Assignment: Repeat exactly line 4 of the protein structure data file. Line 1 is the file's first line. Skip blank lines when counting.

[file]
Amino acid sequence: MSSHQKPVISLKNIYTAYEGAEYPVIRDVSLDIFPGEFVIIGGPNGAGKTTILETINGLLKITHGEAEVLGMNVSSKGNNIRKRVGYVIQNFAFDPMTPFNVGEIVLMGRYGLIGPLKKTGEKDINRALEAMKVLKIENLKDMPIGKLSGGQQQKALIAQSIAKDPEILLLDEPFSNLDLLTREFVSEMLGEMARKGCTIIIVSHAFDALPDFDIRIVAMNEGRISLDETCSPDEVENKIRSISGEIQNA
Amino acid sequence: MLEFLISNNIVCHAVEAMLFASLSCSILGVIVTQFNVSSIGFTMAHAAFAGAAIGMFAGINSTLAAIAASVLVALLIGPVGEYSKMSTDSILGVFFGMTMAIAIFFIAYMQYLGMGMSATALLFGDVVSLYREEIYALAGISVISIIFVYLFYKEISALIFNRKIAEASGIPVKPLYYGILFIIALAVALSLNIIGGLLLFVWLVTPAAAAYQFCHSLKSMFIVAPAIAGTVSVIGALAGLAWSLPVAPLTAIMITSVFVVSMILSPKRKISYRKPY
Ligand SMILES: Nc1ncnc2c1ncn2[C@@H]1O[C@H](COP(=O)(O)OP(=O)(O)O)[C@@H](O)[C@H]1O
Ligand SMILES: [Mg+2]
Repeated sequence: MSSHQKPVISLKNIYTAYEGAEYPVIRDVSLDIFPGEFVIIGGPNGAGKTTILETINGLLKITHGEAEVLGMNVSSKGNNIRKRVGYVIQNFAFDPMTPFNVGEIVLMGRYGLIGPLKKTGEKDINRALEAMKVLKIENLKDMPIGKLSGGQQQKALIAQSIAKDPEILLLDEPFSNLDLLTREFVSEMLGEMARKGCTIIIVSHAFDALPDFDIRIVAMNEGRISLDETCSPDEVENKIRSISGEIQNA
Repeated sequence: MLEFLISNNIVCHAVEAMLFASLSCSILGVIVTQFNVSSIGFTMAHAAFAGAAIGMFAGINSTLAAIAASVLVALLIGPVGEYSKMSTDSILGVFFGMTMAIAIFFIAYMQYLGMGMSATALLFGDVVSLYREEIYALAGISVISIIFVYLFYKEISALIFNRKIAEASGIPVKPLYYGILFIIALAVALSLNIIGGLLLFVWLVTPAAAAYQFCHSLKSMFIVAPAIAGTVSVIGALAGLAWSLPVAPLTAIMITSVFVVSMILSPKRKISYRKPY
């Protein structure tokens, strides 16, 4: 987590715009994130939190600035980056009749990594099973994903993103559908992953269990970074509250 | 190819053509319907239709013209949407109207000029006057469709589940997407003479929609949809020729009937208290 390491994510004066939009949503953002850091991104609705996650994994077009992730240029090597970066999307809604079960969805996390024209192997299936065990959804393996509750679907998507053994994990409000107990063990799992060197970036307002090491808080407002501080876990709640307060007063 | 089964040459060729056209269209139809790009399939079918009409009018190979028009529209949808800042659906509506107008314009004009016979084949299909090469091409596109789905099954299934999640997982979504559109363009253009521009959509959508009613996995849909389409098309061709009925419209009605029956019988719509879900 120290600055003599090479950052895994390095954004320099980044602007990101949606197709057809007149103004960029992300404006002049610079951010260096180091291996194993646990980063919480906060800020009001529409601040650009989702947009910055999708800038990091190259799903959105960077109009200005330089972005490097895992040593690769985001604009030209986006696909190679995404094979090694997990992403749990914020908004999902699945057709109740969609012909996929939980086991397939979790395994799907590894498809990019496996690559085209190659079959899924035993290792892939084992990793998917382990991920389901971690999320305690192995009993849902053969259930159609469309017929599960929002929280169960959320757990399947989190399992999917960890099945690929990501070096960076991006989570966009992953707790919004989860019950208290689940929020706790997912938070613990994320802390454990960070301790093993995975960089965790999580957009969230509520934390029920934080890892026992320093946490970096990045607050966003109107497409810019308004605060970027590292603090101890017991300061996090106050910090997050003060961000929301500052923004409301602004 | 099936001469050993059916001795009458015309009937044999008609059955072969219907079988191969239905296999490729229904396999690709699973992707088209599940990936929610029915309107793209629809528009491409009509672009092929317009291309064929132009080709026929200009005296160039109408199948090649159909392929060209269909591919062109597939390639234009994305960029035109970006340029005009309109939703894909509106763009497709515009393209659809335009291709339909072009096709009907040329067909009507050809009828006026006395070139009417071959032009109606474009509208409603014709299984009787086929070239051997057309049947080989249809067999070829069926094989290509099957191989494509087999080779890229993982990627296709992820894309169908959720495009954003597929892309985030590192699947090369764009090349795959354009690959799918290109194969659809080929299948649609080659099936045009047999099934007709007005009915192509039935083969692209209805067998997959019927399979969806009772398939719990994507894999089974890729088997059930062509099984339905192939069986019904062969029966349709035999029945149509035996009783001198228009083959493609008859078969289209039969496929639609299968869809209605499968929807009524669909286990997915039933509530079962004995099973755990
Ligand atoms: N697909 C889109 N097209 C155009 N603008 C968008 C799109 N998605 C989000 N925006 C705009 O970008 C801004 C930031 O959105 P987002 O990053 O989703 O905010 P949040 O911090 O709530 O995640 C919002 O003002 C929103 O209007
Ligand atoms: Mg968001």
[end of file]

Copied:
Ligand SMILES: [Mg+2]